Wothe couldn’t tell Erickson into which camp she would fall, or whether her body would reject a baby. But, when he saw Erickson, her symptoms had been under control for a few years – and that was promising.
“He said, ‘let’s give it a shot,’” Erickson said.
When Erickson and her husband left the building, she cried. They called their parents, and they cried with them.
“It was both incredibly exciting and terrifying,” Erickson said.
She had battled so much. If she got pregnant, only to lose the baby, she would be devastated.
The couple tried anyway, and it took longer than they would have liked.
“The minute you decide to have a baby, it never works,” she said.
Then, last fall, Erickson was a week late when she “felt pregnant.” She told Forrest that if nothing happened by the next morning, she’d take a home pregnancy test. She got up early to take the test. The lines were faint, but she took the test into her bedroom, jumped on the bed and told her husband, “Your boys can swim!”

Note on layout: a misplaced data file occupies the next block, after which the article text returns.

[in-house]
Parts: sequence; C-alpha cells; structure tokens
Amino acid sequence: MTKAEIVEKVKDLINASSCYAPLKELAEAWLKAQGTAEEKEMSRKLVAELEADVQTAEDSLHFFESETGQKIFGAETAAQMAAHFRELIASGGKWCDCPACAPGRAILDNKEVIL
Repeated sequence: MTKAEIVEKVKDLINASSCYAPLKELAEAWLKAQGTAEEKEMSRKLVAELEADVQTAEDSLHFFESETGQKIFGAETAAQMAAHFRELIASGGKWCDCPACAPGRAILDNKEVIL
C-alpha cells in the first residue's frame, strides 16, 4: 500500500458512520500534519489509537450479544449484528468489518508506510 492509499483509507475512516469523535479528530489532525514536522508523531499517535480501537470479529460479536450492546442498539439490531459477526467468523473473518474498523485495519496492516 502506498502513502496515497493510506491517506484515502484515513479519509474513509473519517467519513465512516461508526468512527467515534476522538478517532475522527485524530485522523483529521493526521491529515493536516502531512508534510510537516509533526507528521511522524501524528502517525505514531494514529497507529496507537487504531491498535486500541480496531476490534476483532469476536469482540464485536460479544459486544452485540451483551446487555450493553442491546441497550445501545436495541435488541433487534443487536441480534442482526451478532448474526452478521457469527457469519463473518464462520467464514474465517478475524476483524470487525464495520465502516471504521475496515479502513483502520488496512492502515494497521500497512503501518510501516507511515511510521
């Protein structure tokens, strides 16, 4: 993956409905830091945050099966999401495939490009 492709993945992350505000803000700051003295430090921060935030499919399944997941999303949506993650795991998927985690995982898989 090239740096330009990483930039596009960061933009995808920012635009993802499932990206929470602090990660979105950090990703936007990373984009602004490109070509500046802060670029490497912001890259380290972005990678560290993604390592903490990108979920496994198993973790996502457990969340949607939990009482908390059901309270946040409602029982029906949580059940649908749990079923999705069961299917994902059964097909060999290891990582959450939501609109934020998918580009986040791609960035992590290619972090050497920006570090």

But, he was skeptical. The lines were so faint. About an hour later, Erickson took a digital pregnancy test. She got the same result. She was pregnant.
Her husband was shocked, excited and terrified – for her and the very real threat they faced.
For the past eight months, Erickson has administered daily shots to her stomach to prevent blood clots. She’s experienced more “scrutiny” than a non high-risk woman would, like seeing an obstetrician about twice as usual. She’s had more blood work and trips to her rheumatologist, hematologist and general practitioner.
“Now, we’re almost done. It’s just astounding to me,” she said.
Erickson is due on Aug. 16 with a boy. Her husband and her mom, a retired RN who will act as a doula, will be by her side at The Mother Baby Center.
She faces significant risk for recurrence after she delivers her son, Wothe said. Fortunately, she’ll be able to take medications that were limited during the pregnancy. Close monitoring and the ability to intervene in more ways will help make the postpartum period safer.
“I’ve been waiting for the other shoe to drop,” she said. “There’s so much that could have gone wrong and didn’t.”